Three new cases of a deadly dog disease have been confirmed by vets.

Alabama Rot, a disease that damages blood vessels in the skin and kidney, can cause clotting and kidney failure.

Cases in Bolton, Oldham, and Bridgwater (Somerset) have been confirmed by Anderson Moores, a veterinary specialist in Winchester.

David Walker, the UK’s leading expert on the condition, from Anderson Moores, said: “We are sad to announce more cases, as further confirmed cases mean it is understandably very worrying for dog owners; however, this disease is still very rare, so we’re advising dog owners to remain calm but vigilant, and seek advice from their local vet if their dog develops unexplained skin lesions.

“While there is currently no known way to prevent a dog from contracting the disease, any concerned dog owners should look at the Vets4Pets website for advice and a map of confirmed cases.”

The cause of Alabama Rot is currently unknown, but it is thought that the disease is picked up from muddy walks.

Vets recommend that dog owners wash off woodland mud as soon as possible, and keep an eye on their pet for and sores or lesions on their skin so they can be treated quickly.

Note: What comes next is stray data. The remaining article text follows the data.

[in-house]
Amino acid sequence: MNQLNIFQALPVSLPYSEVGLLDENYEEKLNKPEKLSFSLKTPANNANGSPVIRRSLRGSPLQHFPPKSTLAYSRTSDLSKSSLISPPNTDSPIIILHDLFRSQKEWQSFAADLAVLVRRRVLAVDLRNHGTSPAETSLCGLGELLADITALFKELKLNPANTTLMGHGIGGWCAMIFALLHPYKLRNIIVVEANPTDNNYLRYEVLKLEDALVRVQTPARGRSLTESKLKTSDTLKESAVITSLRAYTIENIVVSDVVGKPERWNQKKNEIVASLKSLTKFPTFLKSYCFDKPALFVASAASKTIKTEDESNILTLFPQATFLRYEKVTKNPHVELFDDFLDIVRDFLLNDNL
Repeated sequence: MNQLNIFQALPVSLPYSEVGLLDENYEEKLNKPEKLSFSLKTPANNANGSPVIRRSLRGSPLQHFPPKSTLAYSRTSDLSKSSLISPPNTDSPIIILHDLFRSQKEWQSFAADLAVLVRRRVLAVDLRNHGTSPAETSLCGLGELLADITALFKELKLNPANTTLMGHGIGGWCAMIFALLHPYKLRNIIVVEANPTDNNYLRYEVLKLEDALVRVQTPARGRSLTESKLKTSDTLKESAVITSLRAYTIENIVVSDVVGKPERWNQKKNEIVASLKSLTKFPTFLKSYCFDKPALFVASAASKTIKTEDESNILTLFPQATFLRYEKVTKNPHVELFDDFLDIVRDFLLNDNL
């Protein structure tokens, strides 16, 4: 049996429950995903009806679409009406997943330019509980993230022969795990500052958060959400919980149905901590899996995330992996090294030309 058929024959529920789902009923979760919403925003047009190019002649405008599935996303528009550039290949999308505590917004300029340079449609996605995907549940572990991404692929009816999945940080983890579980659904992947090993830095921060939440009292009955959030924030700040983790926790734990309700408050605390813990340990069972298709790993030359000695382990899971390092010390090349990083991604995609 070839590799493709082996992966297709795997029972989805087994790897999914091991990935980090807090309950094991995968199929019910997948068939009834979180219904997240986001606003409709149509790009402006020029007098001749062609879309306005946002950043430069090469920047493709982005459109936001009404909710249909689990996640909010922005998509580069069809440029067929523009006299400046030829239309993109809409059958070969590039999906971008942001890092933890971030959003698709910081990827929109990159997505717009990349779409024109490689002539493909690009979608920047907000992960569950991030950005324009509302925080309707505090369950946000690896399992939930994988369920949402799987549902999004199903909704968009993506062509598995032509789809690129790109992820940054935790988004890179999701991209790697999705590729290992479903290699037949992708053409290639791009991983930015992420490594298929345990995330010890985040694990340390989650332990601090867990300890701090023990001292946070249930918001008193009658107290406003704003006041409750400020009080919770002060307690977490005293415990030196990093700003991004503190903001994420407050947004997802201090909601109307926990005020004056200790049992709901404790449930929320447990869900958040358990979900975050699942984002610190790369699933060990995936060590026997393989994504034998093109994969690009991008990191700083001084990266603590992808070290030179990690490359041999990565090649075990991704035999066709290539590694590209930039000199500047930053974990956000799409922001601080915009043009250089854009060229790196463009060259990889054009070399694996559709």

The UK has now seen 207 confirmed cases of the disease since 2012, with Greater Manchester, Dorset, Devon and the New Forest in Hampshire the most common areas for confirmed cases.

Dr Huw Stacey, vet and director of clinical services at Vets4Pets, has been supporting research on the condition for a number of years, and is advising dog owners to contact their vet if they have any concerns.

He said: “While it is understandable that dog owners will be worried by Alabama Rot, it is still a very rare disease and we’d encourage owners to continue exercising their pet.

“If a dog becomes affected, the best chance of recovery lies with early and intensive veterinary care at a specialist facility such as Anderson Moores.

“Treatment is supportive, but is only successful in around 20 percent of cases, which is why we’re encouraging all dog owners to use the online interactive guide to help them understand the clinical signs and confirmed locations of the condition, and visit a vet if they have any concerns.”

Contact your vet if you are concerned about Alabama Rot.